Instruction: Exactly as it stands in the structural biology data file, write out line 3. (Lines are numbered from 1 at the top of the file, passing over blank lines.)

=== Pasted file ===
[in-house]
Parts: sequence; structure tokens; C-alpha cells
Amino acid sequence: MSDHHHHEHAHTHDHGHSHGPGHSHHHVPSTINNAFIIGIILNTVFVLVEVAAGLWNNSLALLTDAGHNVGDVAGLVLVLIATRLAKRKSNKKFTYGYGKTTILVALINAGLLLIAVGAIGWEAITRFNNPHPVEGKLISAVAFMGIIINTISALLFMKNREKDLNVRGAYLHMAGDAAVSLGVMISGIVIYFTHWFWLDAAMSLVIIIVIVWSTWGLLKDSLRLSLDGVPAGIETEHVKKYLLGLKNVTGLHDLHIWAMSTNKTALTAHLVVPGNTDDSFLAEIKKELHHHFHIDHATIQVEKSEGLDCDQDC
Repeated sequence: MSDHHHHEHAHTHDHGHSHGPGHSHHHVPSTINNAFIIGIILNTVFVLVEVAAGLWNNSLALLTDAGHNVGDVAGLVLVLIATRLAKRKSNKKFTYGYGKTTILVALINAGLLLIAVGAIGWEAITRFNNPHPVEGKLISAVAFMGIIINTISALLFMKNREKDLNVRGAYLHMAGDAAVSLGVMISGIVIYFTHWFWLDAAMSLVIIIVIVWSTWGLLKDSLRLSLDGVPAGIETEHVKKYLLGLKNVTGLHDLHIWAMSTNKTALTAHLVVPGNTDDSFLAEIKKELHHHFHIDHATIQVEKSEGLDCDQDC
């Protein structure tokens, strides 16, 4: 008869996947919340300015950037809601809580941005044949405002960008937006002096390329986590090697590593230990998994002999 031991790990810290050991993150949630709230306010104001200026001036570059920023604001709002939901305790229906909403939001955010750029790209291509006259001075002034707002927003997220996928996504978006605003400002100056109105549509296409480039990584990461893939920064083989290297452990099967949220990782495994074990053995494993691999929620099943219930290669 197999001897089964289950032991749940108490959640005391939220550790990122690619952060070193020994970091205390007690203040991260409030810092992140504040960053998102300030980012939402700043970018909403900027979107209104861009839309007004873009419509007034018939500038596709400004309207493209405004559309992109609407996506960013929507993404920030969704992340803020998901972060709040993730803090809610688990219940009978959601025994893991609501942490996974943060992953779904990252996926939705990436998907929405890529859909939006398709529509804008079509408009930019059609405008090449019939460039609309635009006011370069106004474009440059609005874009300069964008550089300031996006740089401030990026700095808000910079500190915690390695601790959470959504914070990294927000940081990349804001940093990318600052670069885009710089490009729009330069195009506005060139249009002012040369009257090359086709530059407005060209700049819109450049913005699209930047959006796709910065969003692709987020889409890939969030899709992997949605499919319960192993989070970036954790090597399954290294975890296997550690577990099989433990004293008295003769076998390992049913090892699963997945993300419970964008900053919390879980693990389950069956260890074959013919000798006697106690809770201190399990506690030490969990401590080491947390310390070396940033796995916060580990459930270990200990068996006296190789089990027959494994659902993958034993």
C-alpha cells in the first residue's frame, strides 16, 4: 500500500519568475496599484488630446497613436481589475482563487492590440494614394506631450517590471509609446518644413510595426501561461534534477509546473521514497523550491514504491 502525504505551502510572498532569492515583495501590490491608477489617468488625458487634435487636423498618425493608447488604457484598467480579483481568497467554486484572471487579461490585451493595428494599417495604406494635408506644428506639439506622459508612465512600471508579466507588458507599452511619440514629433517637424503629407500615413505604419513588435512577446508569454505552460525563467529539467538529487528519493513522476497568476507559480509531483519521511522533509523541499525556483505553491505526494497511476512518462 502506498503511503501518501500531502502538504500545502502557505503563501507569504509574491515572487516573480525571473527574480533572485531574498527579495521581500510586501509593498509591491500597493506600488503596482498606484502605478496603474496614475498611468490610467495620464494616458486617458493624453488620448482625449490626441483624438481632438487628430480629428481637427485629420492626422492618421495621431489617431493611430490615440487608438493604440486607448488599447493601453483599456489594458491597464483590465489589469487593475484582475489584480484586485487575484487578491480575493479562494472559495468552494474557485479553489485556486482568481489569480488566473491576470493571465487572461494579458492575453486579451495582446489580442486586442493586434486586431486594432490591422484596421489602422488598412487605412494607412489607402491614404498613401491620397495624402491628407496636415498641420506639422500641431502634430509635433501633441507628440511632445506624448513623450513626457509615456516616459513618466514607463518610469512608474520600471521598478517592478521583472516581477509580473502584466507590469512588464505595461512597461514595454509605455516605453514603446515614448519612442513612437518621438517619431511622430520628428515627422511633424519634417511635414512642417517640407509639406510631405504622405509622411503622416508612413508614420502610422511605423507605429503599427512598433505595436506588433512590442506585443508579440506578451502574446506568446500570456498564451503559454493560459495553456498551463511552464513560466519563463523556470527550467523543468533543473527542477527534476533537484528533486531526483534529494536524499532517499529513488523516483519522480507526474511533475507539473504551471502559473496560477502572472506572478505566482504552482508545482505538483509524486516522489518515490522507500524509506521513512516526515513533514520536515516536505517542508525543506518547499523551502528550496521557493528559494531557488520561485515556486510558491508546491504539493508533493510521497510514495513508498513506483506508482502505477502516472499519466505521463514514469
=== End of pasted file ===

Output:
Amino acid sequence: MSDHHHHEHAHTHDHGHSHGPGHSHHHVPSTINNAFIIGIILNTVFVLVEVAAGLWNNSLALLTDAGHNVGDVAGLVLVLIATRLAKRKSNKKFTYGYGKTTILVALINAGLLLIAVGAIGWEAITRFNNPHPVEGKLISAVAFMGIIINTISALLFMKNREKDLNVRGAYLHMAGDAAVSLGVMISGIVIYFTHWFWLDAAMSLVIIIVIVWSTWGLLKDSLRLSLDGVPAGIETEHVKKYLLGLKNVTGLHDLHIWAMSTNKTALTAHLVVPGNTDDSFLAEIKKELHHHFHIDHATIQVEKSEGLDCDQDC